Changes in the ?13C of surface water particulate organic matter across the subtropical convergence in the SW Indian Ocean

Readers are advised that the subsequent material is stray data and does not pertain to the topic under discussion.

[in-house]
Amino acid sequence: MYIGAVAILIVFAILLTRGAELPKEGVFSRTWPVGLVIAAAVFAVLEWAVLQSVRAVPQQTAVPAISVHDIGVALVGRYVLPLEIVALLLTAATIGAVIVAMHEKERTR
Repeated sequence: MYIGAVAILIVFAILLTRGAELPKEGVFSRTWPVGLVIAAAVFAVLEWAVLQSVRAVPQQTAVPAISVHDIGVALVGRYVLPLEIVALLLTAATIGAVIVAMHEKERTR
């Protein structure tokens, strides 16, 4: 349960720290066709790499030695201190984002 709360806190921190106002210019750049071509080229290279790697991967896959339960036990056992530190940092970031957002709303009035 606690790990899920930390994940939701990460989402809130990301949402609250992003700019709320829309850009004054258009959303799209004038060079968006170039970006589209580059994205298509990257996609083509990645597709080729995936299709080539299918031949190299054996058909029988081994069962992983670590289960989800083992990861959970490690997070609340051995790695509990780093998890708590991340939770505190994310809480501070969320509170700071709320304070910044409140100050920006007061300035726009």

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We have measured the carbon isotopic composition of particulate organic matter suspended in surface waters (POM) between 59-degrees-S and 30-degrees-S in the SW Indian Ocean during the austral summer. In an attempt to further document the pattern and causes of covariance between POC-deltaC-13 and [CO2aq], we concurrently measured surface water pCO2, temperature, salinity, nitrate concentration, POM concentration, chlorophyll a and the deltaC-13 of total dissolved inorganic carbon. While we found the previously reported general negative correlation between POC-deltaC-13 and [CO2aq], we also observed a prominent maximum in POC-deltaC-13 in the region immediately north of the Subtropical Convergence, coinciding with a maximum in [POM] and chlorophyll a, and with a minimum in pCO2. The increase in POC-deltaC-13 between 59-degrees-S and die Subtropical Convergence is consistent with the trend expected if [CO2aq] were the main factor controlling the isotopic composition of POM. In contrast, data from the region north of the Subtropical Convergence clearly illustrate that POC-deltaC-13 can also vary independently of [CO2aq], as a 5 per mil decrease in POC-deltaC-13 was found in a region characterized by nearly constant [CO2aq]. We review several physiological factors which may account for these observations and discuss their implications for paleoceanographic reconstruction of [CO2aq] from the carbon isotopic composition of sedimentary organic matter.